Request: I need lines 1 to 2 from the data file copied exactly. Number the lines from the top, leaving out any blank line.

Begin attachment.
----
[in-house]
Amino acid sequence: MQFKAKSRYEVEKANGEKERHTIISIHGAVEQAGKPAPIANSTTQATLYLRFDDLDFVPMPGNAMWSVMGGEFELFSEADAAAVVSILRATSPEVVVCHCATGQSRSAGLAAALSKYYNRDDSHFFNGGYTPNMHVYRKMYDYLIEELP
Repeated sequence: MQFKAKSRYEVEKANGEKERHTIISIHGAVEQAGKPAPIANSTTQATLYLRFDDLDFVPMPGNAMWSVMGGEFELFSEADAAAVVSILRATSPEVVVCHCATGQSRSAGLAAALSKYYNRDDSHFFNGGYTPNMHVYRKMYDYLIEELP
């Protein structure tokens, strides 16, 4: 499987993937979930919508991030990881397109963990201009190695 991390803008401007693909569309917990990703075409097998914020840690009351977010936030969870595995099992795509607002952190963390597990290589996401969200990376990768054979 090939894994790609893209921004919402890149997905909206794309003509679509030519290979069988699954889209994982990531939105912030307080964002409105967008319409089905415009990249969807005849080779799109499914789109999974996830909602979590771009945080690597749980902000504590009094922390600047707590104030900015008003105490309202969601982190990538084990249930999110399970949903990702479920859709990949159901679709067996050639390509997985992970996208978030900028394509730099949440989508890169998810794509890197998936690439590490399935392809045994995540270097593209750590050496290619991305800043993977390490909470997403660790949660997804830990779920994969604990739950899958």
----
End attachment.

[in-house]
Amino acid sequence: MQFKAKSRYEVEKANGEKERHTIISIHGAVEQAGKPAPIANSTTQATLYLRFDDLDFVPMPGNAMWSVMGGEFELFSEADAAAVVSILRATSPEVVVCHCATGQSRSAGLAAALSKYYNRDDSHFFNGGYTPNMHVYRKMYDYLIEELP